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  Reply # 793855 5-Apr-2013 13:47
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mattwnz:
DigiDog:

Hello? I think the discussion was whether to drop Yahoo as a sub-contractor... not to lose everyone's Xtra address.

NonprayingMantis: those two things would presumably be one and the same decision since Yahoo runs the platform.

Not necessarily. It wasn't long ago when Telecom used to operate it's own mailservers, as most ISPs do. I expected them to drop Yahoo from the equation - not to kill their own email service.


Who else could they subcontract out to  at the same price, which 'unlimited' so disksapce. When it was run in NZ pretty sure the diskspace was like 20MB

And most of their customers accessed it via Dialup internet. Technology changes.

Doesn't have to be a household name provider, could even be done in house

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  Reply # 793871 5-Apr-2013 14:08
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networkn:
mattwnz:
DigiDog:

Hello? I think the discussion was whether to drop Yahoo as a sub-contractor... not to lose everyone's Xtra address.

NonprayingMantis: those two things would presumably be one and the same decision since Yahoo runs the platform.

Not necessarily. It wasn't long ago when Telecom used to operate it's own mailservers, as most ISPs do. I expected them to drop Yahoo from the equation - not to kill their own email service.


Who else could they subcontract out to  at the same price, which 'unlimited' so disksapce. When it was run in NZ pretty sure the diskspace was like 20MB


They had 100MB options you paid for. Any provider today would be able to offer more than that, especially since of that 400,000 customer on average I'd suspect mailboxes would be WELL under 50MB


Not with IMAP, people expect to store all their mail on the server these days. Most people I know who have gmail accounts have at least a couple of GB in their mailboxes. Although I think telecoms version of yahoo mail is still just pop, but you can opt to leave mail on the server.


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  Reply # 793873 5-Apr-2013 14:08
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In-house is the obvious answer. And disk space is dirt cheap these days.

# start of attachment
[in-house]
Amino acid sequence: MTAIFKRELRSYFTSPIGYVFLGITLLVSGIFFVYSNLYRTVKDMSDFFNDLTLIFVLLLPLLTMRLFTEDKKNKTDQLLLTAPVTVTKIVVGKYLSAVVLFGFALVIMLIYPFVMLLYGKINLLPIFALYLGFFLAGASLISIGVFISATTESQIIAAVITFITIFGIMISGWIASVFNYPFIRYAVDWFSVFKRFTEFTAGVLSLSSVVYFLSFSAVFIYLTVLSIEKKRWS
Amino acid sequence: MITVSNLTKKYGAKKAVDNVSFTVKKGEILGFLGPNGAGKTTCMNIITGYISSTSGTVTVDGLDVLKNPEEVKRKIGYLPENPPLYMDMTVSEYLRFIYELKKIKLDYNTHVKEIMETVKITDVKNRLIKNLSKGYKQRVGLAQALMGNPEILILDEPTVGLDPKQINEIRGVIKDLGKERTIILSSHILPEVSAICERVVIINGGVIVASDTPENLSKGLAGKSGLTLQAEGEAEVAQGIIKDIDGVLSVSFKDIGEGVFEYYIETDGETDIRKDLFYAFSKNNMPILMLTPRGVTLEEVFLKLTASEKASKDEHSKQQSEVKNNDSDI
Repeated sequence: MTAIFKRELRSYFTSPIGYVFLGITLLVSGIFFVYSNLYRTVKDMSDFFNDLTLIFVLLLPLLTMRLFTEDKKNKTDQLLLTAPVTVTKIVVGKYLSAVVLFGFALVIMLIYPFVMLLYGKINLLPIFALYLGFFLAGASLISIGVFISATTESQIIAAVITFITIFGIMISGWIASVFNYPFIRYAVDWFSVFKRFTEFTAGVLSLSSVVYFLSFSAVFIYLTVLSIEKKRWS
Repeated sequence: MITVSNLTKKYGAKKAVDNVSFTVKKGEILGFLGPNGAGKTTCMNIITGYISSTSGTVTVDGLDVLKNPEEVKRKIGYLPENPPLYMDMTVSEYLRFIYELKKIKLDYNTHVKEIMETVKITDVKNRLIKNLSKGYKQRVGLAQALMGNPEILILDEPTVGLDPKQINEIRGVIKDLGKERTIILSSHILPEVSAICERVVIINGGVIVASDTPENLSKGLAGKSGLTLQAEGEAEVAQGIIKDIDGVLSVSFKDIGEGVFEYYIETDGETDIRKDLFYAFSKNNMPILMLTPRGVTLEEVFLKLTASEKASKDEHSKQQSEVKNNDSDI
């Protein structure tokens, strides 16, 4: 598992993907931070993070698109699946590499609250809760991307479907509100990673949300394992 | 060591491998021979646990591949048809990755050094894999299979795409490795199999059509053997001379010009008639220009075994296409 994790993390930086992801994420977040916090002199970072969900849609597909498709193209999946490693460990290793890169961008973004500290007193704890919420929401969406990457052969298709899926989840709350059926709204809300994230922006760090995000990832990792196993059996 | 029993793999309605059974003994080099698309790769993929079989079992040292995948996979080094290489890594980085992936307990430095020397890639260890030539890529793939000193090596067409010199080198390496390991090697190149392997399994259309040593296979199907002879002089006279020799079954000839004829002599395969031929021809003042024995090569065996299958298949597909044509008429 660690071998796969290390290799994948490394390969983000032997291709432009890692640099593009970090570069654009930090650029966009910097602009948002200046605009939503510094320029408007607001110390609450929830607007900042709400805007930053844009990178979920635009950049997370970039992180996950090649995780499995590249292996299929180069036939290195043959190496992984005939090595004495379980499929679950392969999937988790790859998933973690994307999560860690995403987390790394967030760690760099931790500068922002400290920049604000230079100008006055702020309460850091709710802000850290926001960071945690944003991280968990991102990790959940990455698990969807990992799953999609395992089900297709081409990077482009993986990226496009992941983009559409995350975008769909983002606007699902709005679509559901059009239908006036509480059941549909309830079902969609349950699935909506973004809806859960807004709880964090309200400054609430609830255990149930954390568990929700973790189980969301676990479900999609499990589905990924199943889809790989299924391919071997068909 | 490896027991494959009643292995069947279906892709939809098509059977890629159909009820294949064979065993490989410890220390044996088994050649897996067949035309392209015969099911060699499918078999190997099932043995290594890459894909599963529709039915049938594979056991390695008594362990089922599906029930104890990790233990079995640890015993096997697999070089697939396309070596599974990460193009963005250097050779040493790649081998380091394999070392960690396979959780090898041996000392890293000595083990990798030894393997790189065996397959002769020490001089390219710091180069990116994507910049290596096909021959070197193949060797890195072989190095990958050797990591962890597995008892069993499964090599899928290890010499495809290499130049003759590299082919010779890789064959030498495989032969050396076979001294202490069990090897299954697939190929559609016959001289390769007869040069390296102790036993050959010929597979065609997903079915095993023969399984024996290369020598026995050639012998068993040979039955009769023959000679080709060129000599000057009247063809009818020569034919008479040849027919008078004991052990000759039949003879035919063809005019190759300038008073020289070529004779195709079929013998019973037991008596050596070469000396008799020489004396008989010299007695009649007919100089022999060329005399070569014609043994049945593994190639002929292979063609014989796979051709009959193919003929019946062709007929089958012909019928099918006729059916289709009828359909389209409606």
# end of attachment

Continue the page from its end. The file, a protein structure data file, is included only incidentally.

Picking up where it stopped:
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  Reply # 793877 5-Apr-2013 14:11
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nickb800: 

Doesn't have to be a household name provider, could even be done in house


Yes, but it has quite a big cost associated inhouse, and inhouse doesn't mean it will be more reliable either, if you look at other ISPs who do it inhouse. It would need quite a big server farm to server those customers. This was different when in dialup days, people probably connected to the server once a day to download their emails. These days people connect to the server every few minutes. The other ISPs I have used who did it inhouse had lots of email outages, and problems with spam. Yahoo mail is  really reliable, apart from these particular issues, which aren't really reliability ones. The probelm I see with it is really communication about the problem, and also the fact that they didn't have direct control, as it was a contracted out service. Inhouse would solve those two issues, but could create others.

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  Reply # 793878 5-Apr-2013 14:11
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DigiDog: In-house is the obvious answer. And disk space is dirt cheap these days.


Heh you are perhaps thinking of Sata which I doubt they would use. Storage in the enterprise certainly isn't that cheap and they would need to make a substantial investment to get enough, to have it redundant and to keep it backed up.

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  Reply # 793883 5-Apr-2013 14:15
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DigiDog: In-house is the obvious answer. And disk space is dirt cheap these days.



Storage at commercial level is not that cheap. Then they have to have backups, so each drive is duplicated multiple times. Also the larger the drive, the longer it takes to do diskchecks and restorations. If they were giving 10GB accounts, on a 2GB drive, that one drive would only serve 200 accounts. Sure many people may not use all that diskspace, but over time, they do fill up.

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  Reply # 793899 5-Apr-2013 14:45
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mattwnz: If they were giving 10GB accounts, on a 2GB drive, that one drive would only serve 200 accounts.

It's a relative thing. I remember paying over $20k for 6x18Gb SCSI drives back in 1999 - today you can pick up a 300Gb SCSI for around $500. Telecom are paying Yahoo to provide the service so you'd still expect them to save money by bringing it back in house.

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  Reply # 793916 5-Apr-2013 15:14
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don't forgot that between 2001 and 2007 it was XtraMSN and its been over 12 years since they did their own email inhouse

I'm happy with my xtra email being with yahoo, the spam isn't too bad compared with some of my other free email accounts.

A benefit of been with Yahoo is it makes it easy to setup on a new mobile phone, on an iPhone just pick yahoo, it autofills the server settings for you. Android is the same it detects the @xtra.co.nz and does the setup for you. Many other NZ isps you have to know the server settings for, which while fine for us geeks isn't common knowledge for everyday users

just my 2 cents